Innovator’s Corner

Contributed by:

Mir Imran, Chairman and CEO of Rani Therapeutics

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A Robotic Pill that Creates Oral Biologics

Mir Imran, Chairman and CEO of Rani Therapeutics, talks about his company’s efforts to develop an injection-free, large-molecule delivery system.

Biologics can only be administered through an injection, which can affect quality of life and patient compliance, especially for those with chronic disease. If biologics are taken orally, the enzymes in the gut often destroy the drug. Many attempts have been made to convert biologics into oral therapeutics with little success.

Rani Therapeutics may just have the answer for creating oral biologics, replacing injections for treating arthritis, diabetes, and multiple sclerosis.

The company has created an innovative delivery system: a “robotic” pill that is a sophisticated device that is able to navigate through the stomach and enter the small intestine. The patient takes what appears to be an ordinary capsule, but this capsule is able to pass through the gut and deliver an intestinal injection without exposing the drug to digestive enzymes.

Rani has been able to convert the biologic into solid form inside a sugar needle, which is contained in a sealed capsule. The coating of the capsule is a polymer that protects the capsule in the stomach where the pH is highly acidic. Once the capsule reaches the intestines, the pH begins to rise and the capsule begins to dissolve.
“This is one of the key technologies that has enabled us to develop an outer shell that’s dissolvable, but not in the stomach,” says Mir Imran, chairman, CEO, and founder of Rani Therapeutics.

When the capsule has dissolved, the sugar needles are exposed, which are then pushed into the intestinal wall by a force that is supplied by a balloon that is activated to expand by a chemical reaction. As soon as the needles are delivered, the balloon deflates and the patient passes it safely.

Mr. Imran says there are no sharp-pain receptors in the intestine, so the patient doesn’t feel the injection. In addition, the intestinal wall is highly vascularized, which means that once delivered the drug is quickly absorbed.

“When we started working on this I asked a very simple question: why can’t we create a pill that the patient takes with water just like any other pill,” he says. “We have demonstrated safety of the delivery mechanism in preclinical models.”

Rani Therapeutics has conducted preclinical studies on the pill. The company’s strategy is to start with already approved medicines, and it plans to conduct clinical trials with octreotide for acromegaly and parathyroid hormone for treating osteoporosis. Mr. Imran says the company plans to start formal discussions with regulators in the United States and Europe sometime this year.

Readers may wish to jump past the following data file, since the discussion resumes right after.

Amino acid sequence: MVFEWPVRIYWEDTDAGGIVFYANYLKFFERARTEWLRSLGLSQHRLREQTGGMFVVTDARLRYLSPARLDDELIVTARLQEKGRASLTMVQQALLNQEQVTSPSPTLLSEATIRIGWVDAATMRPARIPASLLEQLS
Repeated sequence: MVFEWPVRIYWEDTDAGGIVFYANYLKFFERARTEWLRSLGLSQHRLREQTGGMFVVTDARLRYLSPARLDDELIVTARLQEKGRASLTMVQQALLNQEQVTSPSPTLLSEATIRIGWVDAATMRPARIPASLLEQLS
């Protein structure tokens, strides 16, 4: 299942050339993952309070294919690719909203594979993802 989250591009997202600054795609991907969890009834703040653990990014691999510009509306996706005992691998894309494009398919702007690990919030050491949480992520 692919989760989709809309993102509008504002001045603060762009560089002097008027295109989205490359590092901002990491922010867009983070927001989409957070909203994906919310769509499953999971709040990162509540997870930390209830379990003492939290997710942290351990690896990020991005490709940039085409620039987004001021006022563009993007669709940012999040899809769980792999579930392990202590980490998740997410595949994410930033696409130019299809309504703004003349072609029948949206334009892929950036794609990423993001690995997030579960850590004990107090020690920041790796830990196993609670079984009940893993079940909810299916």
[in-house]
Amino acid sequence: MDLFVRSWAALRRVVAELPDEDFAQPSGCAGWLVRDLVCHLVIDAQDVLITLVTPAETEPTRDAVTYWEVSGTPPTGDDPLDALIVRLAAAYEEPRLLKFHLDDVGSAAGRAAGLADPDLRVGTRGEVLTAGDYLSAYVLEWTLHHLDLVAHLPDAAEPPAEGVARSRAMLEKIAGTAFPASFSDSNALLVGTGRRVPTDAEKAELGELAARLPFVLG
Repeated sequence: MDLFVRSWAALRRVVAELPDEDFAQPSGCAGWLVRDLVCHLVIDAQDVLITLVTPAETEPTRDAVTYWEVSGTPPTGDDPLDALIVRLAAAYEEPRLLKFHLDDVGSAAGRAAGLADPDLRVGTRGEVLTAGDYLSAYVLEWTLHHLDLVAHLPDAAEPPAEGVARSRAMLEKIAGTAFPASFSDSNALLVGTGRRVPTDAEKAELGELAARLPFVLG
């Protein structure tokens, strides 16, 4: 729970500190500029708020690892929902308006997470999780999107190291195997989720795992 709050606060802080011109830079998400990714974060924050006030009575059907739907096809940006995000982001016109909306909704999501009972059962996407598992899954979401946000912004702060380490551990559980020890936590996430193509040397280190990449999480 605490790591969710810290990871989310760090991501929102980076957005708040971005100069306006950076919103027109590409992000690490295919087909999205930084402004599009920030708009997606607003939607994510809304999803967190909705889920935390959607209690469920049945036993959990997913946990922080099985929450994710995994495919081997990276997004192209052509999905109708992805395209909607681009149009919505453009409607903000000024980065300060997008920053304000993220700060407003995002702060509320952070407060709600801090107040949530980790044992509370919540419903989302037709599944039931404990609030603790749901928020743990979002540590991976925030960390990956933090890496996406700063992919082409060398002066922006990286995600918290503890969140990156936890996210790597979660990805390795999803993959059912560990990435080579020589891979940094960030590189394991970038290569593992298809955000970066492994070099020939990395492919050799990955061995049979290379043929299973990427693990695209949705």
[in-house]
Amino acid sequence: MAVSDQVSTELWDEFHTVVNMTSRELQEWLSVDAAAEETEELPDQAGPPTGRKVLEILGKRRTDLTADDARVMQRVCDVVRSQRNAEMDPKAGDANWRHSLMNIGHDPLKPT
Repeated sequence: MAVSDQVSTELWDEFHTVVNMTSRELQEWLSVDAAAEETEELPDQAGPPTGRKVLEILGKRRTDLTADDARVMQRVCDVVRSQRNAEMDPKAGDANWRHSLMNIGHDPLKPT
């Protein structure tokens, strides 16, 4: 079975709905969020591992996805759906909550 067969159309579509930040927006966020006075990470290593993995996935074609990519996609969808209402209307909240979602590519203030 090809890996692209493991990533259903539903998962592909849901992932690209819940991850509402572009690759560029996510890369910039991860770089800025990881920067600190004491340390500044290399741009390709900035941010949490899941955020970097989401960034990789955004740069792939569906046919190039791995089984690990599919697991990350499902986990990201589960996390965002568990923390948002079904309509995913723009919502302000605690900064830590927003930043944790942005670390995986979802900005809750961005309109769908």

“Right now we have a pilot manufacturing plant, which is able to do the preclinical work,” Mr. Imran says. “Human trials will require a substantial investment and GMP manufacturing. We are in the planning stages and this will determine the exact timing of when we start human studies.”

Rani’s technology, he says, can be applied to other common drugs that are injected, such as insulin and those used to treat rheumatoid arthritis, Crohn’s disease, and psoriasis.

The company has raised $53 million in series D financing, and Mr. Imran says a significant portion of the funds will be used in establishing the aseptic and GMP manufacturing operations. The investment, which follows $50 million-plus raised two years ago, brings the firm’s total raised thus far to $142 million.

The company announced in December 2017 a collaboration with Shire focused on oral delivery of factor VIII for patients with hemophilia A. Shire has obtained exclusive rights to conduct research on, evaluate, and pursue a worldwide, exclusive license for the development and commercialization of the technology for oral delivery of factor VIII.

Rani Therapeutics also has collaborations with AstraZeneca and Novartis, but Mr. Imran won’t specify what molecules these collaborations are focused on.

The company has 50 patents, with additional applications pending. Other investors in the company include: Google Ventures, InCube Ventures, Genescience Pharmaceuticals, Bossa Ventures, Buttonwood, among others.

Rani Therapeutics was founded in 2012 and was spun out of InCube Labs, a multi-disciplinary life-sciences R&D lab focused on breakthrough medical innovations.

Mr. Imran has founded 23 life-sciences companies, 15 of which have gone on to successful IPOs or have been acquired, generating billions of dollars in shareholder value. He holds more than 400 issued and pending patents in the United States, and he was named one of the Top Medical Device Inventors of All Time by QMed.  (PV)

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